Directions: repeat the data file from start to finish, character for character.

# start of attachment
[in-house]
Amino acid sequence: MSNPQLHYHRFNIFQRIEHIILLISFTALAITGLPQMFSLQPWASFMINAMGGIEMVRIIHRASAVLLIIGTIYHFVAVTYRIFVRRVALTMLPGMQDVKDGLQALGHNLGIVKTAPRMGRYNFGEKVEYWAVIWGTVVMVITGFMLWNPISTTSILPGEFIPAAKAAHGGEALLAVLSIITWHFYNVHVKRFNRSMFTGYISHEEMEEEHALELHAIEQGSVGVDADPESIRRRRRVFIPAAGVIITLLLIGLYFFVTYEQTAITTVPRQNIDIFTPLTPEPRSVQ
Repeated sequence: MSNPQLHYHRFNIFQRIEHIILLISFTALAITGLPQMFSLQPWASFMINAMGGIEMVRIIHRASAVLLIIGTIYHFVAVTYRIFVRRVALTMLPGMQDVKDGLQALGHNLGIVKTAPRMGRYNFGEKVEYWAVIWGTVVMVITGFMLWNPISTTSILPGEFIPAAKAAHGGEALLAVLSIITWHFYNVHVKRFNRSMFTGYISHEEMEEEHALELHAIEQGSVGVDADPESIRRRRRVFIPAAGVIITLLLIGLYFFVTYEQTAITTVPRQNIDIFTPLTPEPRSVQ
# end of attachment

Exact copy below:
[in-house]
Amino acid sequence: MSNPQLHYHRFNIFQRIEHIILLISFTALAITGLPQMFSLQPWASFMINAMGGIEMVRIIHRASAVLLIIGTIYHFVAVTYRIFVRRVALTMLPGMQDVKDGLQALGHNLGIVKTAPRMGRYNFGEKVEYWAVIWGTVVMVITGFMLWNPISTTSILPGEFIPAAKAAHGGEALLAVLSIITWHFYNVHVKRFNRSMFTGYISHEEMEEEHALELHAIEQGSVGVDADPESIRRRRRVFIPAAGVIITLLLIGLYFFVTYEQTAITTVPRQNIDIFTPLTPEPRSVQ
Repeated sequence: MSNPQLHYHRFNIFQRIEHIILLISFTALAITGLPQMFSLQPWASFMINAMGGIEMVRIIHRASAVLLIIGTIYHFVAVTYRIFVRRVALTMLPGMQDVKDGLQALGHNLGIVKTAPRMGRYNFGEKVEYWAVIWGTVVMVITGFMLWNPISTTSILPGEFIPAAKAAHGGEALLAVLSIITWHFYNVHVKRFNRSMFTGYISHEEMEEEHALELHAIEQGSVGVDADPESIRRRRRVFIPAAGVIITLLLIGLYFFVTYEQTAITTVPRQNIDIFTPLTPEPRSVQ